The book also recounts the shock after Orbison’s sudden death after the first album was finished, and days before a video for “End of the Line” was to be shot. They went ahead with the shoot but chose to highlight an empty rocking chair during Orbison’s vocal parts.

The surviving Wilburys went on to record a second album with its idiosyncratic title, “Volume 3.” While its sales were disappointing, a boxed set of the two albums ended up going to No. 1 in Great Britain and No. 9 in the U.S. in 2007.

All in all, The Traveling Wilburys book offers an intimate look at a historic moment in musical history. At $345, the limited-edition book offers no larger meanings or broader context. But it does allow participants, and those closest to them, to tell their tales directly. And those tales deserve to be treasured, as it is unlikely we will see a group like this again.

“Serendipity” — the music video

February 1, 2010

Here is the just-released music video for my song “Serendipity.” It was conceived, shot and edited by the fabulous Elie Gardner of St. Louis. She did a great job, given what she had to work with!

As I wrote last year in a blog post, “Serendipity” was my attempt to say that even a calamity — in this case, a flood — can end up being a positive thing. Musically I was going for a Tom Petty/Jeff Lynne/ELO/George Harrison kind of sound. I recorded it via Sonar Producer Edition, using an Audio Technica 4047 and a Groove Tubes Brick preamp, for all you fellow recording nerds.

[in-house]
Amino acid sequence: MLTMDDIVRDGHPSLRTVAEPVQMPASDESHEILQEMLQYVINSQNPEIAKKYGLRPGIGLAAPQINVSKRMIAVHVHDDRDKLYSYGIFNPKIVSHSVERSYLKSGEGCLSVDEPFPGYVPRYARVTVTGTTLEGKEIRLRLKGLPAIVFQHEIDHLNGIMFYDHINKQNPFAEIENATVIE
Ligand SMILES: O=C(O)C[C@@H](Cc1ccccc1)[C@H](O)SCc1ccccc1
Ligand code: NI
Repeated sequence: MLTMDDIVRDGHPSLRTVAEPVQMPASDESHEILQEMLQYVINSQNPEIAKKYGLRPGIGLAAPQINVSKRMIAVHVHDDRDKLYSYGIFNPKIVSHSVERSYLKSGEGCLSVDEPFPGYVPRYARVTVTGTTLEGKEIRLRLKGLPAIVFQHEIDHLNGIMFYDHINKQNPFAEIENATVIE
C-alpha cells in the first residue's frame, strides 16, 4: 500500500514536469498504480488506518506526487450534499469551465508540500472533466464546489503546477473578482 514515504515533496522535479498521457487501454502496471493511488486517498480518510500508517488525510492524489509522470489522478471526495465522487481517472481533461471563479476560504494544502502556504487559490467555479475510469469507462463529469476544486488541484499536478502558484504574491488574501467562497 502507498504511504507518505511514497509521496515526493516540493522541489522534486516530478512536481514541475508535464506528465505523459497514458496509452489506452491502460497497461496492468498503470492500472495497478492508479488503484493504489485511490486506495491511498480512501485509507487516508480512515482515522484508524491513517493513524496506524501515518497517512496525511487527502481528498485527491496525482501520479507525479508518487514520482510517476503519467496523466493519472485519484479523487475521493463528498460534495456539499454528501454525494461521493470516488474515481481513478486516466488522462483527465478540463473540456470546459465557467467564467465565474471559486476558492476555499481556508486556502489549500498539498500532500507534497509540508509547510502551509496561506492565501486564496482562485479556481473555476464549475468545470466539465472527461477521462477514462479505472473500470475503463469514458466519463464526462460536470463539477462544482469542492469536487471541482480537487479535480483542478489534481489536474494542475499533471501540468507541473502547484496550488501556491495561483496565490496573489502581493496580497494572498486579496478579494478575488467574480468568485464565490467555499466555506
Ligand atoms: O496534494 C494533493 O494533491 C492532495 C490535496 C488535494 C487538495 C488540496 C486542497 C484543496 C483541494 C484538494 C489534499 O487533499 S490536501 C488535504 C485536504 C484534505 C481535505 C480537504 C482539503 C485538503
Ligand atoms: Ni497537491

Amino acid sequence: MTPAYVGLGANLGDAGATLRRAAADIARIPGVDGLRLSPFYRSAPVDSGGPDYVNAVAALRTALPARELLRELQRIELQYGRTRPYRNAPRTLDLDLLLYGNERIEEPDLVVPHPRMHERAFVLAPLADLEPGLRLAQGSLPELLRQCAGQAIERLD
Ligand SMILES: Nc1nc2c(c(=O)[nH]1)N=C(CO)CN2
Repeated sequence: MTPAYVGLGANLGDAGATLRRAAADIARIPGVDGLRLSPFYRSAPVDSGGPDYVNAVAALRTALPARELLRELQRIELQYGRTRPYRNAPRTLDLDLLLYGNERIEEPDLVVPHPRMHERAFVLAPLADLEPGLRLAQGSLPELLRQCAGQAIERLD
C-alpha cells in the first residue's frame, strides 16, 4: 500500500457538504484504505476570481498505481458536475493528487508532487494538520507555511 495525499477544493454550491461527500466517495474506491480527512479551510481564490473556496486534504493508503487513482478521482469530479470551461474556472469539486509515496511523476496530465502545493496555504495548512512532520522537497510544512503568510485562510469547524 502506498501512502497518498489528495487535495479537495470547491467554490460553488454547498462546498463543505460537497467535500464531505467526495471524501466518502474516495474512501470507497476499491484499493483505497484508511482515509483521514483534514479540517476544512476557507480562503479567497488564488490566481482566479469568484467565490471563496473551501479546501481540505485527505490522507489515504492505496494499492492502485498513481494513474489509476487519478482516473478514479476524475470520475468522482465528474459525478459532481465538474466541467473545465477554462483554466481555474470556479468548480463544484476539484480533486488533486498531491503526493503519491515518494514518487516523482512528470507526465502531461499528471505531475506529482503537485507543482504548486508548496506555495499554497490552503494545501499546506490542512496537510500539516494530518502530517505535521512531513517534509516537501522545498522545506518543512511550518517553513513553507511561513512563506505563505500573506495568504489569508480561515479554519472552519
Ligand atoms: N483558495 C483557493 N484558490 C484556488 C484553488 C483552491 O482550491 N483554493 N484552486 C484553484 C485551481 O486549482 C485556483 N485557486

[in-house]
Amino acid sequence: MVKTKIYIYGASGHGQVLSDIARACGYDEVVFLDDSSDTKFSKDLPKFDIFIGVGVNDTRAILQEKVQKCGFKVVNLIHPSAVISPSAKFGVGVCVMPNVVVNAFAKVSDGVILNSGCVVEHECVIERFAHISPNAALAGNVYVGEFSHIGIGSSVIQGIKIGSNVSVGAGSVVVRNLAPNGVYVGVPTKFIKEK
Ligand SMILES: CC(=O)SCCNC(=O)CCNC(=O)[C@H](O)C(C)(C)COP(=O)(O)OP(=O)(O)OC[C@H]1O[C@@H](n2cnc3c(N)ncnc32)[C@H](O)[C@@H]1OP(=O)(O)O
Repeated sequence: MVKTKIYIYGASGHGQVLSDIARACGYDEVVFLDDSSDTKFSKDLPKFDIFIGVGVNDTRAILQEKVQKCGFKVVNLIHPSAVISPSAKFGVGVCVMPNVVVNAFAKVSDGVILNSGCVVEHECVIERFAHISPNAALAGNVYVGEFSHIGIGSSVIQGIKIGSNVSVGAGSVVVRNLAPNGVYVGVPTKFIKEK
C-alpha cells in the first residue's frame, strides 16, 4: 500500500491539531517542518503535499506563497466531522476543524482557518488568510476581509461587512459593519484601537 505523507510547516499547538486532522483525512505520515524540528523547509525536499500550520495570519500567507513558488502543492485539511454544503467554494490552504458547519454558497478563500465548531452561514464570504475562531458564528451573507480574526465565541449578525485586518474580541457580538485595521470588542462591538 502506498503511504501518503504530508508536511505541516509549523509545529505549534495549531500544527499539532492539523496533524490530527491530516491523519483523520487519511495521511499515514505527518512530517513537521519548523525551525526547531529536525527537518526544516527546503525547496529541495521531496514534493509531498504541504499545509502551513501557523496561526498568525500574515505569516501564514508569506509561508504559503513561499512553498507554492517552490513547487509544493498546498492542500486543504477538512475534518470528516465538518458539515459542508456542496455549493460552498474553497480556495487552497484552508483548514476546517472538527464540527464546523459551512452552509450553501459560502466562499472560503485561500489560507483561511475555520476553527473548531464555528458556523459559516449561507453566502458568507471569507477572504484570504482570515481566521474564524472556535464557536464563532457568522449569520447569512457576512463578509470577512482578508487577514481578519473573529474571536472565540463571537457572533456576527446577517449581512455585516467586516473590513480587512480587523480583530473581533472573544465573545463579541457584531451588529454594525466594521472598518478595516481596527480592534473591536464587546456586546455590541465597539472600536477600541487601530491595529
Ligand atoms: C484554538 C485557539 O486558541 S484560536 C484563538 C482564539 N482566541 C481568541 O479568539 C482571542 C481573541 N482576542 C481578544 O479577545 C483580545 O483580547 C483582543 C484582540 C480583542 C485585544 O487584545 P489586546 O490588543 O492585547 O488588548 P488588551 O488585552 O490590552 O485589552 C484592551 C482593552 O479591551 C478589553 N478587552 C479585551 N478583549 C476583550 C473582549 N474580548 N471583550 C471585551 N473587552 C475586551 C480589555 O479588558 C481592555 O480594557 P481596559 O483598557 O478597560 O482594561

And, if by some odd chance you really like the song, it IS available on iTunes or Amazon.


Second song on iTunes, Amazon: Serendipity

December 7, 2009

Photo by Tim Samoff

After some remixing and remastering, my second single, “Serendipity,” is now available on iTunes as well as Amazon.

Unlike “Copy Editor’s Lament (The Layoff Song),” “Serendipity” has nothing to do with the newspaper industry. I wrote “Serendipity” to make the point that some life development that may seem bad — even disasterous — can actually work out for the good. As I explained in this blog post earlier this year, I used flooding as a metaphor for the bad stuff; I wrote the lyrics after some particularly bad rain and flooding in the St. Louis area last year.

Musically, I was going for a Jeff Lynne/Tom Petty/George Harrison kind of sound, with jangly 12-string guitars and some (for me) expansive background vocals on the chorus. For you recording fanatics, I tracked and mixed it in my humble Getting Better Recording studio using Sonar, an Audio-Technica 4047 microphone, a Line 6 Variax guitar, a Hofner-copy bass from Rondo Music, a Groove Tubes preamp and a bunch of plug-ins from IK Multimedia, Line 6, Antares, Cakewalk, etc.

In the end, it still sounds like a Chris Ave song, for good or ill. In any event, I hope you enjoy it!

Here, There and Everywhere: Artists influenced by the Beatles

December 3, 2009

The Beatles’ website just put up Part One of a radio series entitled, “Here, There and Everywhere.” It’s a series highlighting the vast influence of the Beatles on popular music — a topic that would take weeks to truly cover. Part One includes Brian Wilson, Tom Petty, Dave Grohl, Cameron Crowe and Ann and Nancy Wilson. Check it out!